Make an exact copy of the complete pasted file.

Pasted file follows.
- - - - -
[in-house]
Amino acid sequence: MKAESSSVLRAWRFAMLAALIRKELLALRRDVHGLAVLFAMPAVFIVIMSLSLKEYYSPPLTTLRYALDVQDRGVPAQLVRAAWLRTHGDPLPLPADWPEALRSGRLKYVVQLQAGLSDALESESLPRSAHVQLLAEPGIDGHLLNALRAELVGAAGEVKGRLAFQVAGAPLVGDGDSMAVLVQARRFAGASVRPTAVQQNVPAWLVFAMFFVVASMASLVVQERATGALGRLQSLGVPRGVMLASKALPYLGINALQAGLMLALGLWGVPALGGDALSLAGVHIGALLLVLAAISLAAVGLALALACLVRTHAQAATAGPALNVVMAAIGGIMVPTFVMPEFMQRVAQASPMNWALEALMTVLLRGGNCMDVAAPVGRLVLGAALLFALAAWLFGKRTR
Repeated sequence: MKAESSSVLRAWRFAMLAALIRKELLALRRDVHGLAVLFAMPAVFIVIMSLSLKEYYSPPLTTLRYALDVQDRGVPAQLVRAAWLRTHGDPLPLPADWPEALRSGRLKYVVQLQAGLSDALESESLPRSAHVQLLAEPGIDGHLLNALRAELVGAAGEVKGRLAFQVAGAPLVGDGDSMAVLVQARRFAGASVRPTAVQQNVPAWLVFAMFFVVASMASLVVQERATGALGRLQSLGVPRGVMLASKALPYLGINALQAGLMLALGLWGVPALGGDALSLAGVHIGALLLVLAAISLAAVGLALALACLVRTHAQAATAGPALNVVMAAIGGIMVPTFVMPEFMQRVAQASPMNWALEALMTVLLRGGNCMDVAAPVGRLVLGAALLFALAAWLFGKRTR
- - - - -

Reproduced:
[in-house]
Amino acid sequence: MKAESSSVLRAWRFAMLAALIRKELLALRRDVHGLAVLFAMPAVFIVIMSLSLKEYYSPPLTTLRYALDVQDRGVPAQLVRAAWLRTHGDPLPLPADWPEALRSGRLKYVVQLQAGLSDALESESLPRSAHVQLLAEPGIDGHLLNALRAELVGAAGEVKGRLAFQVAGAPLVGDGDSMAVLVQARRFAGASVRPTAVQQNVPAWLVFAMFFVVASMASLVVQERATGALGRLQSLGVPRGVMLASKALPYLGINALQAGLMLALGLWGVPALGGDALSLAGVHIGALLLVLAAISLAAVGLALALACLVRTHAQAATAGPALNVVMAAIGGIMVPTFVMPEFMQRVAQASPMNWALEALMTVLLRGGNCMDVAAPVGRLVLGAALLFALAAWLFGKRTR
Repeated sequence: MKAESSSVLRAWRFAMLAALIRKELLALRRDVHGLAVLFAMPAVFIVIMSLSLKEYYSPPLTTLRYALDVQDRGVPAQLVRAAWLRTHGDPLPLPADWPEALRSGRLKYVVQLQAGLSDALESESLPRSAHVQLLAEPGIDGHLLNALRAELVGAAGEVKGRLAFQVAGAPLVGDGDSMAVLVQARRFAGASVRPTAVQQNVPAWLVFAMFFVVASMASLVVQERATGALGRLQSLGVPRGVMLASKALPYLGINALQAGLMLALGLWGVPALGGDALSLAGVHIGALLLVLAAISLAAVGLALALACLVRTHAQAATAGPALNVVMAAIGGIMVPTFVMPEFMQRVAQASPMNWALEALMTVLLRGGNCMDVAAPVGRLVLGAALLFALAAWLFGKRTR